Sunnyside dispensaries, Cresco Labs’ first national retail brand, is a multi-state operation dedicated to normalizing the cannabis buying experience.
Cresco Labs is a cannabis cultivation, manufacturing and distribution company involved in the “seeds-to-sales process,” according to its website. This means they grow, extract, and package all of their products.
Aside from this, Cresco Labs has ventured into the retail side of the industry with its series of Sunnyside dispensaries.
Jason Erkes, chief communications officer for Sunnyside, said the dispensaries are trying to break stigma around cannabis use.
“We want someone walking into a Sunnyside to feel the same focusing on their wellness as they would walking into a GNC or Whole Foods,” said Erkes.
Creating a Familiar Buying Experience
Cresco Labs created Sunnyside with the goal of building an atmosphere that feels more like a Walgreens rather than a cannabis free-for-all. There aren’t loose products and jars filled with buds sitting on the counter here.
“[Products are] pre-packaged or child safety sealed, [and] they’re tamper-evident,” said Erkes. “It’s a very familiar buying experience to walk down the aisle at a local pharmacy or drugstore for what you’re buying.”
As such, Sunnyside stocks its shelves with Cresco Labs-made products. Those include gummies, capsules, tinctures, topicals and other smoke-free ways to medicate. With various products available, Sunnyside offers ways for consumers to use cannabis like they would vitamins.
“Once you get that mental picture out of your head of someone [holding] a roach clip, hitting a joint, it helps normalize how things are sold,” said Erkes.
Sunnyside is also normalizing the buying experience by placing its dispensaries in high traffic retail locations.
“We have [stores] in the state of Illinois [that] are located right next to Starbucks or are in the same plaza as a Starbucks,” said Erkes. “When your store is located next to a Starbucks, people don’t think there’s anything wrong attached to walking into it.”
“The Sunnyside concept really stands for that welcoming feeling you get when you see the sun,” said Erkes. “But [it is] also [about] moving out of the dark shadows of where dispensaries historically [have] been.”
With 15 dispensaries in six states, Sunnyside is planting seeds of opportunity in communities across the country. Their goal is to welcome diverse groups of people into the professional cannabis industry.
As part of this mission, Cresco Labs created the Social Equity and Education Development (SEED) Initiative. The initiative focuses on helping communities most impacted by the War on Drugs enter the cannabis industry. It does this through three pillars: restorative justice, business incubation, and workforce development. The purchases consumers make at Sunnyside help fund the SEED Initiative.
Along with the initiative, Cresco Labs is also spreading its message with Sunnyside dispensaries.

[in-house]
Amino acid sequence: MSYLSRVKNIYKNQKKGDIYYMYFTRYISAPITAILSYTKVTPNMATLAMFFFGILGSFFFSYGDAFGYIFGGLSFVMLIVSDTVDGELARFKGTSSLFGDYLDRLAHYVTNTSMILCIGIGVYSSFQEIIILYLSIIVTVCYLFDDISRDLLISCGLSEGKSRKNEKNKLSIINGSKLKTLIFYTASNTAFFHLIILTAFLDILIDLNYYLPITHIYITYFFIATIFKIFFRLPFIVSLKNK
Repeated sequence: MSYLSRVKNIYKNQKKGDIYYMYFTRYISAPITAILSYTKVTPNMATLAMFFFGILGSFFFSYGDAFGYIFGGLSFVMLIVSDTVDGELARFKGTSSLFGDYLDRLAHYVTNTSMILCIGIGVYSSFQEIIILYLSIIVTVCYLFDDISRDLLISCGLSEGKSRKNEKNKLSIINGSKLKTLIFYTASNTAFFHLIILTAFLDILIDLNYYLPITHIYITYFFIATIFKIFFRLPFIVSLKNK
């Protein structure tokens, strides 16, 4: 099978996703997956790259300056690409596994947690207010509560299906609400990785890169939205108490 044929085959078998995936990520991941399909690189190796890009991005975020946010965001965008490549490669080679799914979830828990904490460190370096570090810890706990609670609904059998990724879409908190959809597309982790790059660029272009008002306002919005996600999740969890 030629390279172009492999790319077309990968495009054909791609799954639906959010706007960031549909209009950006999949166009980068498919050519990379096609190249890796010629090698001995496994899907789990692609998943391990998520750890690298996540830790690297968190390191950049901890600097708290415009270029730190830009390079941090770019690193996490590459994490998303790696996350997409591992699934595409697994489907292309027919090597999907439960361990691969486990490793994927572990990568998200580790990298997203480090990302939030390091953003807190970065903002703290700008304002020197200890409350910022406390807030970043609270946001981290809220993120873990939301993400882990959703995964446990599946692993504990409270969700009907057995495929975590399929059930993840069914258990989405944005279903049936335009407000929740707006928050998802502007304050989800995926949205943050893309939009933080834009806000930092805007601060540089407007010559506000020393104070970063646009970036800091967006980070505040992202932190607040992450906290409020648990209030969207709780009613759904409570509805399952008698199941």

The initiative works to empower communities through social equity, higher-level education and business and workforce development services, according to Erkes.
The initiative’s restorative justice efforts focus on providing expungements and legal aid services. Additionally, Cresco Labs provides pathways for social equity applicants to have ownership and stakes in the cannabis industry, said Erkes.
The SEED Initiative also works with universities and colleges to create cannabis curriculums that build future workforces.
“Our curriculum is in five or seven colleges and universities around the country where we’ve helped them develop everything from agriculture classes to growing to the business aspect of cannabis [and] how to operate a dispensary,” said Erkes. “We’ve had a lot of success creating that curriculum. All that really does is help people get an education in an industry that is the fastest growing industry in the country.”
SEED also offers a community business incubator program that supports minority-owned cannabis businesses. The program provides financial assistance to entrepreneurs and helps them create operation, security and real estate plans, according to Erkes.
“These dispensary [applications] are 800 pages when they’re done, and they go into very intricate details,” said Erkes. “Someone who doesn’t work in this industry would really have a hard time forecasting and answering how they plan to operate. So we provide a lot of guidance.”
Making a Measurable Impact
SEED has invested more than $397,931 in restorative justice efforts, and supplied $135,000 to the community business incubator program. SEED also contributed an additional $325,989 to education and workforce development initiatives so far, according to the website.
And Cresco Labs does not plan on slowing down.
“You can’t operate a business legally without taking care of the people that might have operated that same business illegally a short time ago, but are paying the price for it,” said Erkes. “We really want to help create opportunity for those communities and provide opportunities not just for employment but equity in this industry.”